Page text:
針灸 Needles and Moxa, it is right there in the Chinese characters that are translated as “acupuncture.” Moxa is as fundamental to our practices as needles. The applications of burning mugwort run the gamut from cheap acrid Chinese pole moxa to ultra refined sweet scented Japanese moxa. And the techniques vary as well from the smoky moxa boxes to the whisper thread of smoke from the tiny rice grains.
In this conversation with Hannah Swift we discuss not just her love of moxa, but fascination for the plant itself. Where it grows, the soils and terrain it likes to inhabit, how it shapes the local economies in Japan famous for their moxa and the process itself of turning leaves into the medicine we like to ignite.
Listen into this discussion of leaves and smoke, and how the scent of moxa itself can be part of a connective healing process.
In This Conversation We Discuss:
- Coming up with the name Acupuncture Repair Kit
- The Night Songs Project that opened the door to therapeutic work
- Artemisia and dreaming
- Falling in love with moxa
- The place moxa holds in Japanese landscape and local economy
- The rhythm, cycle, motion and performative aspect of practice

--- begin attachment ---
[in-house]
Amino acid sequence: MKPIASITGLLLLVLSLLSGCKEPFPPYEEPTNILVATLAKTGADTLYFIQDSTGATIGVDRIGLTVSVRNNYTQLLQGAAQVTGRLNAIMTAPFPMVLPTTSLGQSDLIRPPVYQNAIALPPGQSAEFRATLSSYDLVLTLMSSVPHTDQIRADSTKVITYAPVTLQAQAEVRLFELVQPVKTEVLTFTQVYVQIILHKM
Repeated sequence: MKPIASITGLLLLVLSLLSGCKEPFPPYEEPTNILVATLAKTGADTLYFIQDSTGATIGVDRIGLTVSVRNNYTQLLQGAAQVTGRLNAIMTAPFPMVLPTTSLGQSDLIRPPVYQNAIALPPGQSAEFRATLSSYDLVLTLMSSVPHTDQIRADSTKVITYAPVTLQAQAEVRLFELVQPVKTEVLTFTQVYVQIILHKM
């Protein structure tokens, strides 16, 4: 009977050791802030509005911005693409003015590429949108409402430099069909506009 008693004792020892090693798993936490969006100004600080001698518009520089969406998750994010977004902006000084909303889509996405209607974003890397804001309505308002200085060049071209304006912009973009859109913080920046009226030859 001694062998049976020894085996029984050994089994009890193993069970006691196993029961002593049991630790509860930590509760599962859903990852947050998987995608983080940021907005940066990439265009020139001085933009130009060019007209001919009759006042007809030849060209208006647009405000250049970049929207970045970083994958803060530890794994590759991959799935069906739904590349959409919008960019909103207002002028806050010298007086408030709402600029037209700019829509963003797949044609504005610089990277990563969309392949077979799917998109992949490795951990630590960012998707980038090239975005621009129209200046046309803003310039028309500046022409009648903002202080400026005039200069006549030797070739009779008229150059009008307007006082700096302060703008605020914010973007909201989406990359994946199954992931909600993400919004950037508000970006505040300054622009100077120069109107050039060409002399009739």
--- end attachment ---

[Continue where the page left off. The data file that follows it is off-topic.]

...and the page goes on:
- Being yourself is the most sustainable way to be
- The surprising information that comes from “I’ve got three things to tell you…” when you only have two in mind
- Approaching the Void
- Where you find mugwort growing wild
- When to harvest and how to process into moxa
- Treating with moxa
Find some way to get moxa into your practice even if your clinic is a smoke-free zone, send patients home with moxa or use finest gold rice grain moxa for minimal smoke.
I’m drawn to this medicine because of how it interweaves the felt sense with the natural world. I am always trying to improve my descriptions of this kind of holistic thinking to make it relevant for individual patients.
I have been studying some of the Japanese methods of touch based diagnosis and moxibustion. I find the overlap of symbolism and pragmatism in Japanese culture and clinical practice very inspiring. Moxibustion brings this to life for me, the smoke, the heat, the potential burn – inviting catharsis, relaxation, pain relief and boosting circulation all in one simple practice.
Prior to studying acupuncture I made theatre. Within this work, my growing interest in biography and dreams is part of what led me to train in a therapeutic modality.
Links and Resources
Enjoy the words and images of Hannah's trip to Japan.
For more about Hannah's work, visit her website.